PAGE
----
Reactive oxygen species mediate central cardiorespiratory network responses to acute intermittent hypoxia
Journal of Neurophysiology
Although oxidative stress and reactive oxygen species generation is typically associated with localized neuronal injury, reactive oxygen species have also recently been shown to act as a physiological signal in neuronal plasticity. Here we define an essential role for reactive oxygen species as a critical stimulus for cardiorespiratory reflex responses to acute episodic hypoxia in the brain stem. To examine central cardiorespiratory responses to episodic hypoxia, we used an in vitro medullary slice that allows simultaneous examination of rhythmic respiratory-related activity and synaptic neurotransmission to cardioinhibitory vagal neurons. We show that whereas continuous hypoxia does not stimulate excitatory neurotransmission to cardioinhibitory vagal neurons, acute intermittent hypoxia of equivalent duration incrementally recruits an inspiratory-evoked excitatory neurotransmission to cardioinhibitory vagal neurons during intermittent hypoxia. This recruitment was dependent on the generation of reactive oxygen species. Further, we demonstrate that reactive oxygen species are incrementally generated in glutamatergic neurons in the ventrolateral medulla during intermittent hypoxia. These results suggest a neurochemical basis for the pronounced bradycardia that protects the heart against injury during intermittent hypoxia and demonstrates a novel role of reactive oxygen species in the brain stem. Copyright © 2007 The American Physiological Society.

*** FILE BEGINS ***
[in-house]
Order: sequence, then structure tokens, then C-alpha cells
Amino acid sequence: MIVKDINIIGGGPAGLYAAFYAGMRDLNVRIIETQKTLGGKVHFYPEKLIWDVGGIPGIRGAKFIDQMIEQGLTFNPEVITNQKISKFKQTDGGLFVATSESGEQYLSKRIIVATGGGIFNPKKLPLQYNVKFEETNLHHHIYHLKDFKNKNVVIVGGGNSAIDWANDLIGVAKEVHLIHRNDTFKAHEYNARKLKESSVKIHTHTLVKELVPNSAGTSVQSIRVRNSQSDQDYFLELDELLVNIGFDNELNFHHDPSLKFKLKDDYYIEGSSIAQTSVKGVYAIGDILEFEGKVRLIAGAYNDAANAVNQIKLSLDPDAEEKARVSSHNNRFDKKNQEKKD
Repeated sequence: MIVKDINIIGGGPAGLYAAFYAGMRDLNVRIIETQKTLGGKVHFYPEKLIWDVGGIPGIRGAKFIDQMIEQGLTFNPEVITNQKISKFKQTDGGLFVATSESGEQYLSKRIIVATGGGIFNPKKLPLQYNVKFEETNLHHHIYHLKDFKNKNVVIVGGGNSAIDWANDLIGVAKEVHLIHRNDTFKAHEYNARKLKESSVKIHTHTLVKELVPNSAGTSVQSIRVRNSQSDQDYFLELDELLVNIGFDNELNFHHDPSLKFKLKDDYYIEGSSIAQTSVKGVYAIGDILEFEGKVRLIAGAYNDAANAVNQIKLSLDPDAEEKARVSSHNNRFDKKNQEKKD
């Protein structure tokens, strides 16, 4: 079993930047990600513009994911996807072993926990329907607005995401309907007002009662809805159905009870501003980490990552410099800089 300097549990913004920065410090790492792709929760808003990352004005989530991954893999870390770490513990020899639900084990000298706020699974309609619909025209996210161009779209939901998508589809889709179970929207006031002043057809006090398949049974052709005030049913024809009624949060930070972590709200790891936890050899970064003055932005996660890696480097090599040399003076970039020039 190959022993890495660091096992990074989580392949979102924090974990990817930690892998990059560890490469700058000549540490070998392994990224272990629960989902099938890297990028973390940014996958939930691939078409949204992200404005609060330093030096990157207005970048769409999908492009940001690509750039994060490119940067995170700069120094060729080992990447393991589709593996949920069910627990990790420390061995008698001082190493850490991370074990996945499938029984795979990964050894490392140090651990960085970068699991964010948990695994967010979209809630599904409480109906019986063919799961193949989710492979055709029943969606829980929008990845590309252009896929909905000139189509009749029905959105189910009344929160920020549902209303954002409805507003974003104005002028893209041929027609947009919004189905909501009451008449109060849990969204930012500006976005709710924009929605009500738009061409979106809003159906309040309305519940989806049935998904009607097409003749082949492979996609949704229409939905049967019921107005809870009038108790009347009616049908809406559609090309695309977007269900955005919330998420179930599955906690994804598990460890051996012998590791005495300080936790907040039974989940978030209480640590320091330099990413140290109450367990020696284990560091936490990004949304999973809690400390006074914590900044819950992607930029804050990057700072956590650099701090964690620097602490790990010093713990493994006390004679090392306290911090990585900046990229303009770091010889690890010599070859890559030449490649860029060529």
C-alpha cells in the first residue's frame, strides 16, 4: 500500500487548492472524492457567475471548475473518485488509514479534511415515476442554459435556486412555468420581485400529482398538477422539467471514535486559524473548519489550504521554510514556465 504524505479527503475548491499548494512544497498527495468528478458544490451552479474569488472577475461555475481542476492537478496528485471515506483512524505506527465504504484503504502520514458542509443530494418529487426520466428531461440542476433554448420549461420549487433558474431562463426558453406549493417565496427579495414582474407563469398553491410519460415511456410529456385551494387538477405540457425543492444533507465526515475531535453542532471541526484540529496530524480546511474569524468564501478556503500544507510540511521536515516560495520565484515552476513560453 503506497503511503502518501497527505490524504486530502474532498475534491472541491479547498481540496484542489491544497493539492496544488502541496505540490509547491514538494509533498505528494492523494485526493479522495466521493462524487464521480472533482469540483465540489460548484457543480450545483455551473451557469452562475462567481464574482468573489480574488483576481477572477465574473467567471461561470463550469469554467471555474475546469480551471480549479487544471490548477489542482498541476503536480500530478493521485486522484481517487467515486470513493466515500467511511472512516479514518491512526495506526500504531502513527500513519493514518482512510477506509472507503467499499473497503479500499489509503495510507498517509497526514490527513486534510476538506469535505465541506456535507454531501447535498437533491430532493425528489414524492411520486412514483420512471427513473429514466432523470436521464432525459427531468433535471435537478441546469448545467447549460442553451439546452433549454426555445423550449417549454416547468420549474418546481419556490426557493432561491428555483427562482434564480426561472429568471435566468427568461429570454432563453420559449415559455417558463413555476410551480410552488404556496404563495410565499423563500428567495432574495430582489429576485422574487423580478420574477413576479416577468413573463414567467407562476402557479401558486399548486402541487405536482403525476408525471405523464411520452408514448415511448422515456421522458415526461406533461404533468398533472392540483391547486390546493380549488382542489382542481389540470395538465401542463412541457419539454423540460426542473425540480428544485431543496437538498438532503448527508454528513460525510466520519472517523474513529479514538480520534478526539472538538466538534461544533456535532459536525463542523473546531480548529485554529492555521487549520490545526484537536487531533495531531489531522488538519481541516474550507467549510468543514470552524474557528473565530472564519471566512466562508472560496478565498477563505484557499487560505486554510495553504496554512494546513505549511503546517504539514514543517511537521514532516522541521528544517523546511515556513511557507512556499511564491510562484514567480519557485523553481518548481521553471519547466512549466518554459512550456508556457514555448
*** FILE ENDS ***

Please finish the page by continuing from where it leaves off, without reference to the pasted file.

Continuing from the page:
Griffioen, K., Kamendi, H., Gorini, C., Bouairi, E., & Mendelowitz, D. (2007). Reactive oxygen species mediate central cardiorespiratory network responses to acute intermittent hypoxia. Journal of Neurophysiology, 97 (3). http://dx.doi.org/10.1152/jn.00975.2006